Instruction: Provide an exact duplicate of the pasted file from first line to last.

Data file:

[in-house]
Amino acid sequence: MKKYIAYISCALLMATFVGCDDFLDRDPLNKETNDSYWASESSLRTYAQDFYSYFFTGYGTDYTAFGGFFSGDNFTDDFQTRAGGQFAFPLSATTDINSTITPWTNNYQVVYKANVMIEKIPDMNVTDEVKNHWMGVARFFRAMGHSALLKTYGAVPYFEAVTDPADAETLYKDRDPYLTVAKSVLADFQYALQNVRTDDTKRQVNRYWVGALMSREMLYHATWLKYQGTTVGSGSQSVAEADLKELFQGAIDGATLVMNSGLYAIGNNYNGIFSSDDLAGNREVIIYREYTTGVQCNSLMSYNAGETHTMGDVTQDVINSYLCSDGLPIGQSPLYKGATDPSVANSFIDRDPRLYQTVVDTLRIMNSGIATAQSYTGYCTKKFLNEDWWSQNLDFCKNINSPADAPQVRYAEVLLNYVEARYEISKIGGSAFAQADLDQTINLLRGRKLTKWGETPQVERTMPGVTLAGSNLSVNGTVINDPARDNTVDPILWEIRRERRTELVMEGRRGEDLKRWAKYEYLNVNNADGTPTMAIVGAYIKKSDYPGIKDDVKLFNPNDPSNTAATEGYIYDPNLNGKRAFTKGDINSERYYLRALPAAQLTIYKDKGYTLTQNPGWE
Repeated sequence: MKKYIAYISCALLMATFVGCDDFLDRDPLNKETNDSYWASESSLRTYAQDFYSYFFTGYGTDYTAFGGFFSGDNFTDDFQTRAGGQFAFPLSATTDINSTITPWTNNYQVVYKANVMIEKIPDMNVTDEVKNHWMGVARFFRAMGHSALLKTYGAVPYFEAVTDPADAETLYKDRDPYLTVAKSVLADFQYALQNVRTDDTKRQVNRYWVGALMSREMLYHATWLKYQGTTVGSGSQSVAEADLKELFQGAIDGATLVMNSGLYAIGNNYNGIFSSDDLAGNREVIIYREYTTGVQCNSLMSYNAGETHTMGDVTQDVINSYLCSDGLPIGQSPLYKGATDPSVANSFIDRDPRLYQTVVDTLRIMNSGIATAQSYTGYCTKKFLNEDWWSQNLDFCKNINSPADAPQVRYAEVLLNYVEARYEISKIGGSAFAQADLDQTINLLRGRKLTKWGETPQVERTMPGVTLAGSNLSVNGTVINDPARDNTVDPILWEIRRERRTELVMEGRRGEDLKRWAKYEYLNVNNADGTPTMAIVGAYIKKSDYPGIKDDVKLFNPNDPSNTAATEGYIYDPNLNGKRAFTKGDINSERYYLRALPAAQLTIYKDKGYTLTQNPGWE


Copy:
[in-house]
Amino acid sequence: MKKYIAYISCALLMATFVGCDDFLDRDPLNKETNDSYWASESSLRTYAQDFYSYFFTGYGTDYTAFGGFFSGDNFTDDFQTRAGGQFAFPLSATTDINSTITPWTNNYQVVYKANVMIEKIPDMNVTDEVKNHWMGVARFFRAMGHSALLKTYGAVPYFEAVTDPADAETLYKDRDPYLTVAKSVLADFQYALQNVRTDDTKRQVNRYWVGALMSREMLYHATWLKYQGTTVGSGSQSVAEADLKELFQGAIDGATLVMNSGLYAIGNNYNGIFSSDDLAGNREVIIYREYTTGVQCNSLMSYNAGETHTMGDVTQDVINSYLCSDGLPIGQSPLYKGATDPSVANSFIDRDPRLYQTVVDTLRIMNSGIATAQSYTGYCTKKFLNEDWWSQNLDFCKNINSPADAPQVRYAEVLLNYVEARYEISKIGGSAFAQADLDQTINLLRGRKLTKWGETPQVERTMPGVTLAGSNLSVNGTVINDPARDNTVDPILWEIRRERRTELVMEGRRGEDLKRWAKYEYLNVNNADGTPTMAIVGAYIKKSDYPGIKDDVKLFNPNDPSNTAATEGYIYDPNLNGKRAFTKGDINSERYYLRALPAAQLTIYKDKGYTLTQNPGWE
Repeated sequence: MKKYIAYISCALLMATFVGCDDFLDRDPLNKETNDSYWASESSLRTYAQDFYSYFFTGYGTDYTAFGGFFSGDNFTDDFQTRAGGQFAFPLSATTDINSTITPWTNNYQVVYKANVMIEKIPDMNVTDEVKNHWMGVARFFRAMGHSALLKTYGAVPYFEAVTDPADAETLYKDRDPYLTVAKSVLADFQYALQNVRTDDTKRQVNRYWVGALMSREMLYHATWLKYQGTTVGSGSQSVAEADLKELFQGAIDGATLVMNSGLYAIGNNYNGIFSSDDLAGNREVIIYREYTTGVQCNSLMSYNAGETHTMGDVTQDVINSYLCSDGLPIGQSPLYKGATDPSVANSFIDRDPRLYQTVVDTLRIMNSGIATAQSYTGYCTKKFLNEDWWSQNLDFCKNINSPADAPQVRYAEVLLNYVEARYEISKIGGSAFAQADLDQTINLLRGRKLTKWGETPQVERTMPGVTLAGSNLSVNGTVINDPARDNTVDPILWEIRRERRTELVMEGRRGEDLKRWAKYEYLNVNNADGTPTMAIVGAYIKKSDYPGIKDDVKLFNPNDPSNTAATEGYIYDPNLNGKRAFTKGDINSERYYLRALPAAQLTIYKDKGYTLTQNPGWE